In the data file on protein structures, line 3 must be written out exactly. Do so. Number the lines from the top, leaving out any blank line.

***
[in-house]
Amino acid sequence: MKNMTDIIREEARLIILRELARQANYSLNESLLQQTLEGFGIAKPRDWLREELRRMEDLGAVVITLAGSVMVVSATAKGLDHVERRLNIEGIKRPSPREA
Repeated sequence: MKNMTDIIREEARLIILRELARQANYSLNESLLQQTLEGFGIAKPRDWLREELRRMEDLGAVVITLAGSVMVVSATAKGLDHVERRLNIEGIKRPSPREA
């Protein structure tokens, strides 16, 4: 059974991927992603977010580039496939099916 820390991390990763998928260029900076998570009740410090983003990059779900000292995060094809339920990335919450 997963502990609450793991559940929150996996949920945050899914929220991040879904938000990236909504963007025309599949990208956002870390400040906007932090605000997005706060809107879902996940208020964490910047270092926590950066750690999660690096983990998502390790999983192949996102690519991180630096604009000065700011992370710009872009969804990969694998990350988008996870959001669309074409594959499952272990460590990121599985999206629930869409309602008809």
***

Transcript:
Repeated sequence: MKNMTDIIREEARLIILRELARQANYSLNESLLQQTLEGFGIAKPRDWLREELRRMEDLGAVVITLAGSVMVVSATAKGLDHVERRLNIEGIKRPSPREA